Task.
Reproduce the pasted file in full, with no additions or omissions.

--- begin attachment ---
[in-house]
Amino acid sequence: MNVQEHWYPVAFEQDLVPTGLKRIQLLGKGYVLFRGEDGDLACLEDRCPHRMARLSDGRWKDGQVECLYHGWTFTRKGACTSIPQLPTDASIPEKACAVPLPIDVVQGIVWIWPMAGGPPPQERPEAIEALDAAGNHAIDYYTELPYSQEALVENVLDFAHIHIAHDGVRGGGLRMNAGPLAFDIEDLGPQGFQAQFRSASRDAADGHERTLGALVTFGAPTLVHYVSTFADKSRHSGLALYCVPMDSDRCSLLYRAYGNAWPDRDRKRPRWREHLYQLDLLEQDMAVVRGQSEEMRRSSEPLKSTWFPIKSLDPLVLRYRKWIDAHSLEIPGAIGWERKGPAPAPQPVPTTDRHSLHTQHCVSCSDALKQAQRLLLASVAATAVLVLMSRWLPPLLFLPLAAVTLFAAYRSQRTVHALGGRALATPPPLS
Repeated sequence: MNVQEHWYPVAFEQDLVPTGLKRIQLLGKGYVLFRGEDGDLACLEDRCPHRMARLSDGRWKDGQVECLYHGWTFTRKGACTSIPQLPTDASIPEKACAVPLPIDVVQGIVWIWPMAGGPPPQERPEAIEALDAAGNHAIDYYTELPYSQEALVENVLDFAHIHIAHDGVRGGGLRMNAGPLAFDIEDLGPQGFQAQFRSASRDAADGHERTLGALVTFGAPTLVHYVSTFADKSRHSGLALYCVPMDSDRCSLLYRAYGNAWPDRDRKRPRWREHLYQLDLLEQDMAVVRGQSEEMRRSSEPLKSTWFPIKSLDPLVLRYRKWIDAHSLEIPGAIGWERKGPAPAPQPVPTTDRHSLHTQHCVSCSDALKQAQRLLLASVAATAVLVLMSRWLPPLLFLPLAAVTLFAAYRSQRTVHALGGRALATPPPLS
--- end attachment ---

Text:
[in-house]
Amino acid sequence: MNVQEHWYPVAFEQDLVPTGLKRIQLLGKGYVLFRGEDGDLACLEDRCPHRMARLSDGRWKDGQVECLYHGWTFTRKGACTSIPQLPTDASIPEKACAVPLPIDVVQGIVWIWPMAGGPPPQERPEAIEALDAAGNHAIDYYTELPYSQEALVENVLDFAHIHIAHDGVRGGGLRMNAGPLAFDIEDLGPQGFQAQFRSASRDAADGHERTLGALVTFGAPTLVHYVSTFADKSRHSGLALYCVPMDSDRCSLLYRAYGNAWPDRDRKRPRWREHLYQLDLLEQDMAVVRGQSEEMRRSSEPLKSTWFPIKSLDPLVLRYRKWIDAHSLEIPGAIGWERKGPAPAPQPVPTTDRHSLHTQHCVSCSDALKQAQRLLLASVAATAVLVLMSRWLPPLLFLPLAAVTLFAAYRSQRTVHALGGRALATPPPLS
Repeated sequence: MNVQEHWYPVAFEQDLVPTGLKRIQLLGKGYVLFRGEDGDLACLEDRCPHRMARLSDGRWKDGQVECLYHGWTFTRKGACTSIPQLPTDASIPEKACAVPLPIDVVQGIVWIWPMAGGPPPQERPEAIEALDAAGNHAIDYYTELPYSQEALVENVLDFAHIHIAHDGVRGGGLRMNAGPLAFDIEDLGPQGFQAQFRSASRDAADGHERTLGALVTFGAPTLVHYVSTFADKSRHSGLALYCVPMDSDRCSLLYRAYGNAWPDRDRKRPRWREHLYQLDLLEQDMAVVRGQSEEMRRSSEPLKSTWFPIKSLDPLVLRYRKWIDAHSLEIPGAIGWERKGPAPAPQPVPTTDRHSLHTQHCVSCSDALKQAQRLLLASVAATAVLVLMSRWLPPLLFLPLAAVTLFAAYRSQRTVHALGGRALATPPPLS